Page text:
There is a belief in government that private provision must invariably be best. Don't ask me why. It cannot be based on any rational analysis of, say, the railway system. Nor can this touching faith be reinforced by any proper consideration of what has happened in education, where some private enterprise has bordered on the farcical.
Private schools are the biggest mixed-ability group in the world, ranging from outstanding schools by any standards, to fleapits and embryonic torture chambers. In some of these the only expertise seems to be the proprietor's ability to extract large fees from gullible parents without recourse to a sawn-off shotgun.
Private provision of other kinds is similarly varied. Some companies providing in-service courses, for example, have done an excellent job.
Others have charged a fortune for complete tripe. Firms of headhunters and educational consultants may be very clued up, or totally ignorant.
My experience of the latter goes something like this.
"Hello, it's Godfrey Boggins here, of Boggins, Utterly and Clueless. Look, sorry to bother you, but we've been engaged to find a chief executive for the National Institute of Teacher Bashing. I gather you're a bit of an expert in education, though I have to confess I'd never actually heard of you myself. I don't really know anything about education." "Well, I..."
"Only I was just wondering if you could suggest any names of people we could talk to about the job. You wouldn't fancy it yourself, by any chance, would you? The salary's a hundred K, negotiable upwards." "I don't really..."
"Can I run one or two names past you that we've had suggested? Mildred Scattergood? She seems to have the right CV."
"Er, didn't you know she got 10 years for strangling the chief education officer of Swineshire during a committee meeting?"
"Well, bless my soul, I never. What about this Italian chap Benito Mussolini? He seems a decent sort, good track record for getting things done."
Education must be the only field in the country where complete ignorance is a prime qualification. You're a professional? Get lost. If you ever tender for a lucrative contract, remember to say that you know bugger all about education. With your mind untainted by any relevant knowledge, you will be gratefully welcomed like the prodigal son and handed a zillion-pound contract.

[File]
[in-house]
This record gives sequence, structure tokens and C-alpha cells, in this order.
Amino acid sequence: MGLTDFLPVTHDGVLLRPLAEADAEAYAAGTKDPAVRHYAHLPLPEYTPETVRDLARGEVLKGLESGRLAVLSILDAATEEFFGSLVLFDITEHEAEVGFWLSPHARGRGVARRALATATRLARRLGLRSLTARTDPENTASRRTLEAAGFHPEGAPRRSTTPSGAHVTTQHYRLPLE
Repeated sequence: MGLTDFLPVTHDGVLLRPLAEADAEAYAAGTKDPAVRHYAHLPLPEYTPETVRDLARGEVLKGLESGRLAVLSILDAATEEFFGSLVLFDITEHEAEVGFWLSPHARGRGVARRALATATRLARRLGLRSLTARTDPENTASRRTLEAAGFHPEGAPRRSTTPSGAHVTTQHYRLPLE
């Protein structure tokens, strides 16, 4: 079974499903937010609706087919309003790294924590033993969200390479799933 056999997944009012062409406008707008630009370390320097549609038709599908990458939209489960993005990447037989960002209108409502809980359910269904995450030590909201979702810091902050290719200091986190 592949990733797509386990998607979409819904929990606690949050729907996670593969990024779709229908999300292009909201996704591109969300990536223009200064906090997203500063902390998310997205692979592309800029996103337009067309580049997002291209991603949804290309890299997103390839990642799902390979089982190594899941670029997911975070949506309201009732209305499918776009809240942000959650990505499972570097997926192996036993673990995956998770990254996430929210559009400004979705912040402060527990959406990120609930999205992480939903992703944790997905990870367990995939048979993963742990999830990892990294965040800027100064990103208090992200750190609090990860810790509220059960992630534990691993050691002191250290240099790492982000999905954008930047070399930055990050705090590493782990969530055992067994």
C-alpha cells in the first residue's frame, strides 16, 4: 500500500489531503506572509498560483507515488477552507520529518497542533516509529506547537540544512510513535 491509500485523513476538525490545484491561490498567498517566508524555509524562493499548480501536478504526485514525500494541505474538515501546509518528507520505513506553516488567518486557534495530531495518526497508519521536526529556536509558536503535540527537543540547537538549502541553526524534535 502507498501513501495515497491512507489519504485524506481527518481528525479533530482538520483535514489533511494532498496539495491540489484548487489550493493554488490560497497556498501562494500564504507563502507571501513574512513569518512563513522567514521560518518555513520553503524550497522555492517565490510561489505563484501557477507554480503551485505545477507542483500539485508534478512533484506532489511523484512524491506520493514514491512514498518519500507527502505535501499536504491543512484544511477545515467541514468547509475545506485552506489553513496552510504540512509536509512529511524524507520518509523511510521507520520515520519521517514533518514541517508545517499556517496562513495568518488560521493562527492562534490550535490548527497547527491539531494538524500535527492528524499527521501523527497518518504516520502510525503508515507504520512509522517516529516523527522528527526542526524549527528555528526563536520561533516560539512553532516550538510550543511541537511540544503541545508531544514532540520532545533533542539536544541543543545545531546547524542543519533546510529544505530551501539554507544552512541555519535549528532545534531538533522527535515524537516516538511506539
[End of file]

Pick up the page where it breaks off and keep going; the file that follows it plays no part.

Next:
Paradoxically, private provision can lead to greater uniformity than the state equivalent. If you hire armies of private entrepreneurs, the temptation is to give them exactly the same brief, so they cannot bog it up, though some are such seasoned incompetents they would bring you a rhinoceros if you asked for a hamster.
Teams of Office for Standards in Education inspectors work to an identical framework, which is fair enough, until some turn into the speaking clock and act like brainless zombies. Heads described their training for threshold assessment in the most hilarious terms, as hired hands whacked on one transparency after another, for exactly 30 seconds, or whatever their handbook told them, unable to answer questions. It was a dire example of programmed uniformity.
Every week sees examples of the Government's unshakeable belief in private companies. Jarvis, a firm that has no sustained track record in education, though it has an unfortunate track record in railway maintenance, has been given a multi-million pound contract to work with failing schools. I wonder if some will be cancelled because of leaves in the playground, or "operational difficulties" on the bottom corridor.
Now Pearson, a publisher, has been allowed to buy up an exam board. Pearson is a very good publisher, but that is not the point. A private company should not be running an exam board for profit. There was no public debate about this issue and the first news of it appeared in the business section of a Sunday newspaper, before the takeover had been announced.
Apparently the firm has technological wizardry for marking exams, which starts with the spine of the exam booklet being ripped off by a machine.
Really? I know candidates who will rip them off for nothing. If they have the right technology, then this is a reason for exam boards to buy or rent it, not for a takeover. Otherwise we might as well sell off the other boards to the firm that supplies their computers, or to the Acme Coffee Company that helps examiners stay awake.
In any case, I have a much better answer to the problem of marking 24,000,000 exam scripts in three weeks. It is never to require children to take so many in the first place. My solution, therefore, is the cheap-est and simplest private provision of all. A large box of matches.